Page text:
During an exit interview with Rolling Stone magazine President Obama finally came out in full support of treating marijuana the same way that we treat cigarettes and alcohol – as a public health issue, not a criminal one. This, of course, is something that many of us have been saying for years now – but having a sitting president back it up is definitely a first. However, it’s unfortunate that he waited until the very end of his presidency before finally taking this stance – perhaps we could have seen far more progress on reform if he had done so earlier.
The Obama Administration’s hands-off approach has allowed 4 states to create fully functioning recreational cannabis industries – which in turn lead to 4 more states legalizing the plant during the recent election. Now he is suggesting that reform on a federal level will become necessary in the very near future, saying “where something that’s legal in one state could get you a 20-year prison sentence in another” is “untenable”. This is not the first time he’s made this point, but this time it was accompanied by his reasoning.
“Look, I’ve been very clear about my belief that we should try to discourage substance abuse. And I am not somebody who believes that legalization is a panacea. But I do believe that treating this as a public-health issue, the same way we do with cigarettes or alcohol, is the much smarter way to deal with it.” – Obama told Rolling Stone
He went on to explain that the president alone is not really able to make a change such as rescheduling or removing marijuana from the Controlled Substances Act. Instead, it must be done either through legislation (which is possible as enough fresh faces with new intentions come into congress and as older members see the benefits legalization has brought to states that have allowed it) or by the Drug Enforcement Administration. Though, at the mention of the DEA, he also commented on how unlikely it was for them to change anything, saying, “As you might imagine, the DEA, whose job it is historically to enforce drug laws, is not always going to be on the cutting edge about these issues.”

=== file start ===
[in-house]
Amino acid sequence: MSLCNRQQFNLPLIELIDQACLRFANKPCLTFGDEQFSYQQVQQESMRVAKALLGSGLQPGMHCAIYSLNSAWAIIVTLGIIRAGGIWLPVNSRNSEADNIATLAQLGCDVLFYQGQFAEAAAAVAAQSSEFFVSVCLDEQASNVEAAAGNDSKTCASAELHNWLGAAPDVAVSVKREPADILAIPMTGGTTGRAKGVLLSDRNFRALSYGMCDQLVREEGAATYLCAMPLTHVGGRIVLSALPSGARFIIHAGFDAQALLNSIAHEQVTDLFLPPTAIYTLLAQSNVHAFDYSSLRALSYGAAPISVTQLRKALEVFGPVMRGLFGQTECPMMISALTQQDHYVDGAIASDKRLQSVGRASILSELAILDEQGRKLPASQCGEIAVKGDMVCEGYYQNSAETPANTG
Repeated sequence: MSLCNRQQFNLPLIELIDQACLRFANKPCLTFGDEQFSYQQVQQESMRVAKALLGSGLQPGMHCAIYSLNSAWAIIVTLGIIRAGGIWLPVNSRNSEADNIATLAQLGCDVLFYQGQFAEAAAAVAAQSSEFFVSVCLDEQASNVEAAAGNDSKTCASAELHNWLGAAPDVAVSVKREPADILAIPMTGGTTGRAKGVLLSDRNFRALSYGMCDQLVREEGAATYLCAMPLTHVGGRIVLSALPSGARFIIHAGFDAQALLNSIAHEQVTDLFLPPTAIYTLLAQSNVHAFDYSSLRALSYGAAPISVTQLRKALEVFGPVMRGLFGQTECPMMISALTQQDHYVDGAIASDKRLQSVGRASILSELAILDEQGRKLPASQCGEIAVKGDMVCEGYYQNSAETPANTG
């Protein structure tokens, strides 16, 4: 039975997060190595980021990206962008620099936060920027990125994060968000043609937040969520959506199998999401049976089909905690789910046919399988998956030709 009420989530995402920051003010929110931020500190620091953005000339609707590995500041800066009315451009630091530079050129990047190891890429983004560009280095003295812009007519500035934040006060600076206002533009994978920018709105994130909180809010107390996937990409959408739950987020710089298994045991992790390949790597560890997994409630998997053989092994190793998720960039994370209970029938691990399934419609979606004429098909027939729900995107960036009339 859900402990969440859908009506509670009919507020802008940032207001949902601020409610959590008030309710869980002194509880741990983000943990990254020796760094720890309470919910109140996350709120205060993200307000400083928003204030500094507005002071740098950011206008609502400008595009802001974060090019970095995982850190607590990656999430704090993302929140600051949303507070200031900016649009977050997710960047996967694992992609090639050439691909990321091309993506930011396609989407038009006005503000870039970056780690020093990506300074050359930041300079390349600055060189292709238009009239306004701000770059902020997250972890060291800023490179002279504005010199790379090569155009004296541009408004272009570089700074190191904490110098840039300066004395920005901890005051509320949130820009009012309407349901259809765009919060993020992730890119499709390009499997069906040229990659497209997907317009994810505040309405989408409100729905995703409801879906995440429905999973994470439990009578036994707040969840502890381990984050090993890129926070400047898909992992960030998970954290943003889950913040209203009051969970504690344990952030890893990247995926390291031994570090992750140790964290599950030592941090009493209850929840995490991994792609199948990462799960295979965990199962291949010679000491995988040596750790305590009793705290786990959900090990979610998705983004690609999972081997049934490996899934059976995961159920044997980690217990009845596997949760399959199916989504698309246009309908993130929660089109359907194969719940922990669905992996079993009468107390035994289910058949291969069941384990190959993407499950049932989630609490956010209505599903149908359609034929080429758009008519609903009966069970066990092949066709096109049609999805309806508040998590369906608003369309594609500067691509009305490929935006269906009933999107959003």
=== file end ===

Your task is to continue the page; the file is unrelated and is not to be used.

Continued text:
In response to this interview Tom Angell of the Marijuana Majority Project came out to say that while Obama was correct on all his points, it would have been nice to see him do more about these issues during his presidency. He suggests that he could have put more pressure on the DEA or his attorney general to have the plant rescheduled. Angell continues to suggest that perhaps it is not too late and that Obama could commute sentences for people serving prison time for nonviolent drug crimes, ending with “Now, more than ever, it’s time for President Obama to walk the walk in addition to talking the talk.”
It may be a bit disappointing that Obama did not do more to put pressure on the situation in attempts at seeking federal reform – however, he did step aside and allow Washington and Colorado to lead the way in this revolution of change. It was more of an experiment at first, but now that eight states have made the decision to legalize the plant it is clear that a major change needs to happen in the relatively near future.